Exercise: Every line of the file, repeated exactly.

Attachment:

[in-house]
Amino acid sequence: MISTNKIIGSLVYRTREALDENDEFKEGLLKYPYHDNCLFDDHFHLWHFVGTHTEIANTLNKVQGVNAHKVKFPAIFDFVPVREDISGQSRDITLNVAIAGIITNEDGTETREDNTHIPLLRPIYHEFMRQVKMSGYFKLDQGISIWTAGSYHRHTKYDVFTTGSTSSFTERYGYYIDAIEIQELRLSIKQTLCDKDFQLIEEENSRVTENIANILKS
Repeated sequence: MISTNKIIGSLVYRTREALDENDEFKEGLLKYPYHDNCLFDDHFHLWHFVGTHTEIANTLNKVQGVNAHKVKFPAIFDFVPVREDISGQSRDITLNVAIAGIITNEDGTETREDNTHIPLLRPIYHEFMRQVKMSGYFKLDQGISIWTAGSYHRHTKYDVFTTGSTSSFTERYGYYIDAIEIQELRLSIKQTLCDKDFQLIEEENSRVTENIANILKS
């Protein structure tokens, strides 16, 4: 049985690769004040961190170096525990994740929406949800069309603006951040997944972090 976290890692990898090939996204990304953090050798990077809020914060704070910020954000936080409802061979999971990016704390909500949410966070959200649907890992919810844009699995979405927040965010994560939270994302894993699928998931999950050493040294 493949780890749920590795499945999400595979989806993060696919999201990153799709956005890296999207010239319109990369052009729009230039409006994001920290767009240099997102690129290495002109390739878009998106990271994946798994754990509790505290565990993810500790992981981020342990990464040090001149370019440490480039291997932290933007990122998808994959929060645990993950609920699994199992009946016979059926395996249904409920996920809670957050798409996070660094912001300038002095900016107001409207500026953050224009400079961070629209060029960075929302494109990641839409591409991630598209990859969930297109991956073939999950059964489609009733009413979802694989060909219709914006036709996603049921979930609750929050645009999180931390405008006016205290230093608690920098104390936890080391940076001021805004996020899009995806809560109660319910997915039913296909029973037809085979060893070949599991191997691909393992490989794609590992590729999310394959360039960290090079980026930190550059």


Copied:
[in-house]
Amino acid sequence: MISTNKIIGSLVYRTREALDENDEFKEGLLKYPYHDNCLFDDHFHLWHFVGTHTEIANTLNKVQGVNAHKVKFPAIFDFVPVREDISGQSRDITLNVAIAGIITNEDGTETREDNTHIPLLRPIYHEFMRQVKMSGYFKLDQGISIWTAGSYHRHTKYDVFTTGSTSSFTERYGYYIDAIEIQELRLSIKQTLCDKDFQLIEEENSRVTENIANILKS
Repeated sequence: MISTNKIIGSLVYRTREALDENDEFKEGLLKYPYHDNCLFDDHFHLWHFVGTHTEIANTLNKVQGVNAHKVKFPAIFDFVPVREDISGQSRDITLNVAIAGIITNEDGTETREDNTHIPLLRPIYHEFMRQVKMSGYFKLDQGISIWTAGSYHRHTKYDVFTTGSTSSFTERYGYYIDAIEIQELRLSIKQTLCDKDFQLIEEENSRVTENIANILKS
């Protein structure tokens, strides 16, 4: 049985690769004040961190170096525990994740929406949800069309603006951040997944972090 976290890692990898090939996204990304953090050798990077809020914060704070910020954000936080409802061979999971990016704390909500949410966070959200649907890992919810844009699995979405927040965010994560939270994302894993699928998931999950050493040294 493949780890749920590795499945999400595979989806993060696919999201990153799709956005890296999207010239319109990369052009729009230039409006994001920290767009240099997102690129290495002109390739878009998106990271994946798994754990509790505290565990993810500790992981981020342990990464040090001149370019440490480039291997932290933007990122998808994959929060645990993950609920699994199992009946016979059926395996249904409920996920809670957050798409996070660094912001300038002095900016107001409207500026953050224009400079961070629209060029960075929302494109990641839409591409991630598209990859969930297109991956073939999950059964489609009733009413979802694989060909219709914006036709996603049921979930609750929050645009999180931390405008006016205290230093608690920098104390936890080391940076001021805004996020899009995806809560109660319910997915039913296909029973037809085979060893070949599991191997691909393992490989794609590992590729999310394959360039960290090079980026930190550059």